Ginni Thomas Texts Show Why The Supreme Court Needs A Code Of Conduct

 Ginni and Clarence Thomas
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The facts are simple yet jaw-drop­ping: Between the Novem­ber 2020 elec­tion and the Janu­ary 6 insur­rec­tion, Ginni Thomas texted White House Chief of Staff Mark Mead­ows 29 times, urging him to stop “the greatest Heist of our History.” One year later, Justice Clar­ence Thomas, Ginni’s husband, voted to block the release of White House records regard­ing the insur­rec­tion — records that likely include commu­nic­a­tions by his wife.

The imme­di­ate response should be clear: at a minimum, Justice Thomas should publicly explain what he knew about his wife’s commu­nic­a­tions with the White House, when he knew it, and why he parti­cip­ated in cases related to the insur­rec­tion and the results of the 2020 elec­tion. He should also pledge to step aside from any such cases going forward.

But a prom­ise to recuse is not enough.

The Supreme Court is facing a crisis of public confid­ence, and the justices have shown again and again that they cannot be trus­ted to police them­selves. It’s long past time for a Supreme Court code of conduct — one that anti­cip­ates the poten­tial for lawless­ness by the justices them­selves.

Indeed, the law already requires recusal in Justice Thomas’s case, stat­ing that justices must step aside from “any proceed­ing in which [their] impar­ti­al­ity might reas­on­ably be ques­tioned.” The stat­ute also requires justices to step aside if they know their spouse or family member has an “interest that could be substan­tially affected by the outcome of the proceed­ing.”

Thomas himself clearly knows this law, having recused six times from cases involving Wachovia while his son worked for the bank.

So why didn’t this law prevent Justice Thomas from hear­ing a case that could reveal his wife’s private commu­nic­a­tions with the White House? Partic­u­larly since ethics experts say the law requires Thomas to ask about his wife’s activ­it­ies, not inten­tion­ally avoid know­ledge so he can claim ignor­ance?

As Chief Justice John Roberts has explained, the Supreme Court lets justices decide for them­selves whether they are conflic­ted. “I have complete confid­ence in the capab­il­ity of my colleagues to determ­ine when recusal is warran­ted, ” said Roberts in his 2011 report on the state of the federal judi­ciary.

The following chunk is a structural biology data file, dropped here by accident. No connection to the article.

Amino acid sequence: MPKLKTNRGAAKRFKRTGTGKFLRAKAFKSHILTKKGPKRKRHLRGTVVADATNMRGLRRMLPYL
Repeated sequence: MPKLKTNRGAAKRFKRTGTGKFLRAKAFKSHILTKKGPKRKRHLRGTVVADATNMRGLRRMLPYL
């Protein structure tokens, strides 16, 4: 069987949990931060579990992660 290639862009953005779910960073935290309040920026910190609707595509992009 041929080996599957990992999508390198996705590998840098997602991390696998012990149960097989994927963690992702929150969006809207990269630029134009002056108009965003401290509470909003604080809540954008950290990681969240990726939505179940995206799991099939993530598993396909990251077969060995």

It is clear today that the chief justice’s trust is misplaced. First, the law does not ask whether justices consider them­selves conflic­ted, but whether an outsider might reas­on­ably think they are. Would anyone begrudge a member of the public ques­tion­ing Justice Thomas’s alle­gi­ances in this case?

Second, a series of contro­ver­sies beyond this one make clear that there is a long and troub­ling record of justices enga­ging in conduct that has eroded the public’s trust. This includes partisan speeches, lavish gifts, and recusal fail­ures by members of the Supreme Court, includ­ing a recent New York Times story detail­ing Justice Thomas’s parti­cip­a­tion in events hosted by conser­vat­ive activ­ists. As the advocacy group Fix the Court has docu­mented, in recent years every one of the sitting justices has faced scru­tiny for purpor­ted ethical lapses.

A code of conduct isn’t a cure-all, but having one could allow for more detailed guid­ance on when justices’ recusal is required. This could include better defin­ing when a spouse has an “interest” in a case and clari­fy­ing that poten­tial conflicts should be viewed not from the justice’s perspect­ive but from the public’s.

A code could also set up other guard­rails to help restore public confid­ence in the Court, includ­ing address­ing when and how justices can parti­cip­ate in events with prom­in­ent politi­cians or other polit­ical figures — a common prac­tice, and one that research suggests the public views as inap­pro­pri­ate. The justices are the only nine judges in the United States who do not currently have to follow an ethics code.

A number of bills, sponsored by both Demo­crats and Repub­lic­ans, have sought to require a code of conduct for the Supreme Court. Crit­ic­ally, however, the Court does­n’t have to wait for Congress to act. The justices can — and should — adopt a code of conduct on their own to provide guid­ance, trans­par­ency, and account­ab­il­ity regard­ing ethical bound­ar­ies.

The Court must also require justices to explain their recusal decisions in writ­ing, allow­ing the public to assess for them­selves a justice’s explan­a­tion of why they are sitting on a case in which they have a seem­ingly obvi­ous conflict of interest.

Public trust in the Supreme Court is at an all-time low. Only 16 percent of adults say that the justices do a good or excel­lent job of keep­ing their own polit­ical views out of their decisions, accord­ing to a Janu­ary survey by the Pew Research Center. Yet this trust — and the public’s expect­a­tion that the Supreme Court’s decisions be followed — are the Court’s primary sources of author­ity.

Justice Thomas’s fail­ure to recuse reflects less a gap in the law than a lack of tools for hold­ing justices to it. A code of conduct and public explan­a­tions won’t solve the Court’s legit­im­acy crisis, but they would set expect­a­tions for the justices’ beha­vior. Clear stand­ards — and the accom­pa­ny­ing added public scru­tiny — would provide an incent­ive for judges to live up to them. It is urgent that either the Court or Congress put those tools in place.

By Douglas Keith\Alicia Bannon\Amanda Bannon\Brennan Center

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